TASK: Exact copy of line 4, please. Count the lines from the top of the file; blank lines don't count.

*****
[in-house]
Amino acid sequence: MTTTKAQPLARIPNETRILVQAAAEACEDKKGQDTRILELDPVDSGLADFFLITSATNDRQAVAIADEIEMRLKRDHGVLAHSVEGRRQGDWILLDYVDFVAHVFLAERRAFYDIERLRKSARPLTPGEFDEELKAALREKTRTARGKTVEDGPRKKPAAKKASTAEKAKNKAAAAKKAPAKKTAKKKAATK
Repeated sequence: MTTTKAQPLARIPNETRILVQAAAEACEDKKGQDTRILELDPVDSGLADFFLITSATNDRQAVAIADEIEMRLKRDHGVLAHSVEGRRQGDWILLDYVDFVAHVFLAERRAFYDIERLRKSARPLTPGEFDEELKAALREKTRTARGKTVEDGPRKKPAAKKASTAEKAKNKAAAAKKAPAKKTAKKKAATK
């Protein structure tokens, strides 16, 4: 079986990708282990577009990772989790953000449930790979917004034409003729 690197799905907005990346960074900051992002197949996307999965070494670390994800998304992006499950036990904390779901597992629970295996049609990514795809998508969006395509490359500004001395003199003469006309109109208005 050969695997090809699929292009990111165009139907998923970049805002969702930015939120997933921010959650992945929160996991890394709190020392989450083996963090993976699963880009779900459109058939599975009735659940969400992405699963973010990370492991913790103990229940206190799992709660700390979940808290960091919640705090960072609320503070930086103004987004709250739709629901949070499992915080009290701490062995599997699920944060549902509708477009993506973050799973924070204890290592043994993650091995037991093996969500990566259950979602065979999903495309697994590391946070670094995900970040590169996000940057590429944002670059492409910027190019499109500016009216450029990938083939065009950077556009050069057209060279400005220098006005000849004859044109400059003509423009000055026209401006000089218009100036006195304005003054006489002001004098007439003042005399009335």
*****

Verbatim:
């Protein structure tokens, strides 16, 4: 079986990708282990577009990772989790953000449930790979917004034409003729 690197799905907005990346960074900051992002197949996307999965070494670390994800998304992006499950036990904390779901597992629970295996049609990514795809998508969006395509490359500004001395003199003469006309109109208005 050969695997090809699929292009990111165009139907998923970049805002969702930015939120997933921010959650992945929160996991890394709190020392989450083996963090993976699963880009779900459109058939599975009735659940969400992405699963973010990370492991913790103990229940206190799992709660700390979940808290960091919640705090960072609320503070930086103004987004709250739709629901949070499992915080009290701490062995599997699920944060549902509708477009993506973050799973924070204890290592043994993650091995037991093996969500990566259950979602065979999903495309697994590391946070670094995900970040590169996000940057590429944002670059492409910027190019499109500016009216450029990938083939065009950077556009050069057209060279400005220098006005000849004859044109400059003509423009000055026209401006000089218009100036006195304005003054006489002001004098007439003042005399009335």